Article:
2002 Grand Marquis New Car Test Drive
The Mercury Grand Marquis is one of the last surviving rear-wheel-drive, V8-powered full-size cars built on a separate frame. Its ostensible competitors, Buick LeSabre, Chrysler Concorde, Pontiac Bonneville and Toyota Avalon, are all more modern in concept, with front-wheel drive, V6 engines, shorter wheelbases and unitbody construction.
However, the Grand Marquis offers almost all the comfort and convenience of the Lincoln Town Car for a price less than that of a near-luxury mid-size car.
And while the Grand Marquis has been criticized by driving enthusiasts for being way too conservative, that could change very soon as Mercury prepares to launch the Marauder version of the car with 300 horsepower, a floor-mounted shifter, sport-tuned suspension and 18-inch high-performance tires.
For 2002, Grand Marquis arrives with standard antilock brakes and traction control; fold-away, power-adjustable and heated outside mirrors, and a storage pouch that's sewn into the driver's seat. A new trunk cargo organizer is optional on all models as well.
Grand Marquis comes in GS, LS and LSE trim levels.
GS ($23,645) has a 220-horsepower, 4.6-liter V8 engine, automatic transmission, seating for six and many comfort features. The GS Convenience version ($24,065) adds power adjustable pedals for the driver and remote keyless entry.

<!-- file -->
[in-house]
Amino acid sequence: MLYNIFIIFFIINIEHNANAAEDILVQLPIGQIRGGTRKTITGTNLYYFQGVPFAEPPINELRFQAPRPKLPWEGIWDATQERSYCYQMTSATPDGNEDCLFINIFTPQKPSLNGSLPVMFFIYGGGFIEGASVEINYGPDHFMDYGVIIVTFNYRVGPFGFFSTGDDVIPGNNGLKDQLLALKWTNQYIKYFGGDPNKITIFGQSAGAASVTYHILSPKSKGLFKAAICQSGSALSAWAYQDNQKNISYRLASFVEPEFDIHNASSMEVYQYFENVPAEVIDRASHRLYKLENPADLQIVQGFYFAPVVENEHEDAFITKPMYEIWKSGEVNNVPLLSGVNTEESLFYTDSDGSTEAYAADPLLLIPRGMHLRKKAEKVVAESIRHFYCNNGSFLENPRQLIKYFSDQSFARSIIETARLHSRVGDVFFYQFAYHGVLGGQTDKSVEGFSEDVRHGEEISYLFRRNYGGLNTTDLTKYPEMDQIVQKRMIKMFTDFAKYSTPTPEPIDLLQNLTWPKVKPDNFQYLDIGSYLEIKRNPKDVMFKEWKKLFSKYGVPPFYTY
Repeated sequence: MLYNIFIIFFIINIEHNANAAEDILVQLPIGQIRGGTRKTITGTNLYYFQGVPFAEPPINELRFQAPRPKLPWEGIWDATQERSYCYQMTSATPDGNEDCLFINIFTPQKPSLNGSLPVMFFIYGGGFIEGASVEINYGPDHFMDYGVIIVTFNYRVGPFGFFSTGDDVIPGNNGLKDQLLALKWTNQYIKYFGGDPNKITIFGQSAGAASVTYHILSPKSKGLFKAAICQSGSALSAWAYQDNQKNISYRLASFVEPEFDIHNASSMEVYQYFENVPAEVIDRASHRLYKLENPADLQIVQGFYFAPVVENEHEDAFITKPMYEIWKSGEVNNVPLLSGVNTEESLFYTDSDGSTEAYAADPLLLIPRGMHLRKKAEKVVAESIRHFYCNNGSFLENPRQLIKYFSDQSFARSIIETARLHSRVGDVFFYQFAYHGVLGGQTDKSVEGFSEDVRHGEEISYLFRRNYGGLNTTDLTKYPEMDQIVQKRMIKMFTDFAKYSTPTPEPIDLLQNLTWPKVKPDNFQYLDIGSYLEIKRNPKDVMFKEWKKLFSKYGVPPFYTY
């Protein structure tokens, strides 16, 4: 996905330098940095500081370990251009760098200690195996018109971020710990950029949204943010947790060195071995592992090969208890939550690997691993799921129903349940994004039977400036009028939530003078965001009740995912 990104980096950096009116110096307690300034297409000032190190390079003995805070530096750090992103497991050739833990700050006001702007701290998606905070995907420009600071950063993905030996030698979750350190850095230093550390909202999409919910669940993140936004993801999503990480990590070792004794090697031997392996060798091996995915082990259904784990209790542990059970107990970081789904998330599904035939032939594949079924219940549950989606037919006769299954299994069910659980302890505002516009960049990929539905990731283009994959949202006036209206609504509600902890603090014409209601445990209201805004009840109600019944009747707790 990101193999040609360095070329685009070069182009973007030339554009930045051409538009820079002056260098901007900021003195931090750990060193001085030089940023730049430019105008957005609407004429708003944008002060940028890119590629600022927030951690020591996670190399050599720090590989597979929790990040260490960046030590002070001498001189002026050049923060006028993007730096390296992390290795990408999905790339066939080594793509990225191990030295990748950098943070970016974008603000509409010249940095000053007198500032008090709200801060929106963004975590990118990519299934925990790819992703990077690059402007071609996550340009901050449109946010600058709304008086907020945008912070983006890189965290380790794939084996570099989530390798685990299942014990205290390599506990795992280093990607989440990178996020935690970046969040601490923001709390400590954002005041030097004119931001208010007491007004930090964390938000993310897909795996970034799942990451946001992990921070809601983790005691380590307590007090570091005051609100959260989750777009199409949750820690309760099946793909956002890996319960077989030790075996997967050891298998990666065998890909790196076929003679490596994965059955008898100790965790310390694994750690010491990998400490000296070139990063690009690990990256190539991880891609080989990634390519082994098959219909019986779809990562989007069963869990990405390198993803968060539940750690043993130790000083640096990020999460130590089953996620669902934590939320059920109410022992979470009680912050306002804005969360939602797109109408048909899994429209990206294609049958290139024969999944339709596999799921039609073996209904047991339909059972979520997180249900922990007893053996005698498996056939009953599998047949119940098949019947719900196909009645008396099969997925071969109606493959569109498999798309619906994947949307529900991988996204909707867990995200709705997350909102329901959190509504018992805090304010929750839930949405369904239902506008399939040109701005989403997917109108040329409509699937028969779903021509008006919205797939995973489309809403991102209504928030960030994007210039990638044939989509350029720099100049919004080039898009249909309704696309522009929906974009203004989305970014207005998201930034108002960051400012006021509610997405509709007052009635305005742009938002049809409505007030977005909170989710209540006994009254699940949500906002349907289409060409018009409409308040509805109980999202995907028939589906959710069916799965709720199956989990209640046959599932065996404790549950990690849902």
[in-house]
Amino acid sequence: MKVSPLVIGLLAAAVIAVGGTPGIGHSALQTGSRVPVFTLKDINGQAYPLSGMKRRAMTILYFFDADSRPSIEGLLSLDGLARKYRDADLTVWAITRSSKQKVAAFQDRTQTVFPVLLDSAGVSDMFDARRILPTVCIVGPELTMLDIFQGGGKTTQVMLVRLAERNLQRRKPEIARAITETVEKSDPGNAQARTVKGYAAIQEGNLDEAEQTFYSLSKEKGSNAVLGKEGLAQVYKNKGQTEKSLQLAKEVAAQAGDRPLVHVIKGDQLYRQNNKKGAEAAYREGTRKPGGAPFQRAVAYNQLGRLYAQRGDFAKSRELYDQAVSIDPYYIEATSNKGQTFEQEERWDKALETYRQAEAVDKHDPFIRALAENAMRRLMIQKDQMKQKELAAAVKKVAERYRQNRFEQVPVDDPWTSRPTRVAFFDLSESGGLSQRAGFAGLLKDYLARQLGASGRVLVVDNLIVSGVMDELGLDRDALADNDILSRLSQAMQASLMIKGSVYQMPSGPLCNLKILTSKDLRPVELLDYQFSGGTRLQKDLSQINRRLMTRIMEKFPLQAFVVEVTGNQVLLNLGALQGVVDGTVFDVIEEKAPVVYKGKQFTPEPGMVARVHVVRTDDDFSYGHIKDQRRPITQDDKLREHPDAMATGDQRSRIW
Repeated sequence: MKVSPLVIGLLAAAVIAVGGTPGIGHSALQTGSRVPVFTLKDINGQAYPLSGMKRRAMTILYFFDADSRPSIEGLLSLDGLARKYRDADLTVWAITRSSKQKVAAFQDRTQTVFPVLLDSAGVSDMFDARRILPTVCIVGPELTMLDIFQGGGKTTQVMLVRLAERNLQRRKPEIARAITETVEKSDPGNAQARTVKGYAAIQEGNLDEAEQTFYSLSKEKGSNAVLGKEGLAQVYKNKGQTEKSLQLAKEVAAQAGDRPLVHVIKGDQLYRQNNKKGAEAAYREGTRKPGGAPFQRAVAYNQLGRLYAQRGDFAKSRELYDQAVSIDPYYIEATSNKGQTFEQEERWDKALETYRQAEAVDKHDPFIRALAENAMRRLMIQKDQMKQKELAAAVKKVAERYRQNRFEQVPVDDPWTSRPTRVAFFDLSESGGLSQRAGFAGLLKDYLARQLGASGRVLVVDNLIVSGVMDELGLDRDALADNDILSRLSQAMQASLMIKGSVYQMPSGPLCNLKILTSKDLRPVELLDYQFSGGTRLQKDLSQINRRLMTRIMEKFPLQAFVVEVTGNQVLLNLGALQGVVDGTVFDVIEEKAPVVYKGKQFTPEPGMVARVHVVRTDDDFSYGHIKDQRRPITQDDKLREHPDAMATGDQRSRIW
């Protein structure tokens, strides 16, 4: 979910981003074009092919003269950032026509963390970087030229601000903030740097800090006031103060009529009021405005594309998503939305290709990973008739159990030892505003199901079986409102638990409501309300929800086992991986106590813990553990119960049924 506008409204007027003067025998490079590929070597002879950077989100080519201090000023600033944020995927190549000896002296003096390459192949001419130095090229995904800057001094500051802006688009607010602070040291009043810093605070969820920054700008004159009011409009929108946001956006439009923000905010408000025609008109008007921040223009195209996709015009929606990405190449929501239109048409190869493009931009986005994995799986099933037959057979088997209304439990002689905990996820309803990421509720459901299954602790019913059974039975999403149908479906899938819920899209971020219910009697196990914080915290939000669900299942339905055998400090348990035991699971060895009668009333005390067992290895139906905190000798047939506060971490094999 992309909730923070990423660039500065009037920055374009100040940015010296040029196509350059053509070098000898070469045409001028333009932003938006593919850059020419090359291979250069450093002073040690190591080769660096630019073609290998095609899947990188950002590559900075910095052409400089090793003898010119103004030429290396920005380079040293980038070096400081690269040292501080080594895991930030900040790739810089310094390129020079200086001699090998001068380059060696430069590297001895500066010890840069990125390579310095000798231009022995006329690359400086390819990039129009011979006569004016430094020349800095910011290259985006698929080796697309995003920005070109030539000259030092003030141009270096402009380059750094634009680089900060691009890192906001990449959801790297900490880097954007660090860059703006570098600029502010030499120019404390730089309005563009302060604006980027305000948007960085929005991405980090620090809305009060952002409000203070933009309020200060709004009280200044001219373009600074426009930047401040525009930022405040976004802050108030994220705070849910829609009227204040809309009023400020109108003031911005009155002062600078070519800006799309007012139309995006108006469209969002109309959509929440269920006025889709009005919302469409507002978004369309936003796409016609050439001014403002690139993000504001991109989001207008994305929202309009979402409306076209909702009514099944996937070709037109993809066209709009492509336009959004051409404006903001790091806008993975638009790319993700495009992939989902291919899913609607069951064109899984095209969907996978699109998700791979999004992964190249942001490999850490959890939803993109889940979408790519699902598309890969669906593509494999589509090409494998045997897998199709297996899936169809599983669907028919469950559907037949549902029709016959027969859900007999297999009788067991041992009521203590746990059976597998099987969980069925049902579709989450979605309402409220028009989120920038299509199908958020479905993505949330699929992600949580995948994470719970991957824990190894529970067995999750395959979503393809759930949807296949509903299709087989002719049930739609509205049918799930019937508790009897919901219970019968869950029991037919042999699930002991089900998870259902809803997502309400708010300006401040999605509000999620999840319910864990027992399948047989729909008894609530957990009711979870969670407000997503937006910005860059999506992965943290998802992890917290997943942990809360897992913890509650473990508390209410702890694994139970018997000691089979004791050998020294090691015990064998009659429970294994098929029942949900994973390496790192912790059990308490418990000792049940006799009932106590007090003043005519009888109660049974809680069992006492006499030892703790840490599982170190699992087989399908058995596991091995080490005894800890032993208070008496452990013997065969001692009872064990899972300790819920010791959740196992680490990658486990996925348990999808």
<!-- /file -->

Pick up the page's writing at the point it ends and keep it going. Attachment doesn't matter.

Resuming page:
LS Premium ($27,120) adds automatic climate control, HomeLink garage door opener, rear reading lights, automatic-dimming mirrors, body side moldings, dual front seats with 8-way power for the driver and a leather-wrapped steering wheel. LS Ultimate ($28,300) comes with a rear air suspension, electronic instrumentation, an upgraded audio system, and controls for speed, audio, and climate on the steering wheel.
LSE ($28,625) has a different rear axle, a more powerful 235-horsepower engine, dual exhaust, sports suspension settings, including the rear air suspension, leather seats and special wheels and tires.
Options include leather seats ($995), a single CD player ($140), and a six-CD changer ($140). (Packages and pricing varies for buyers in California and Hawaii.).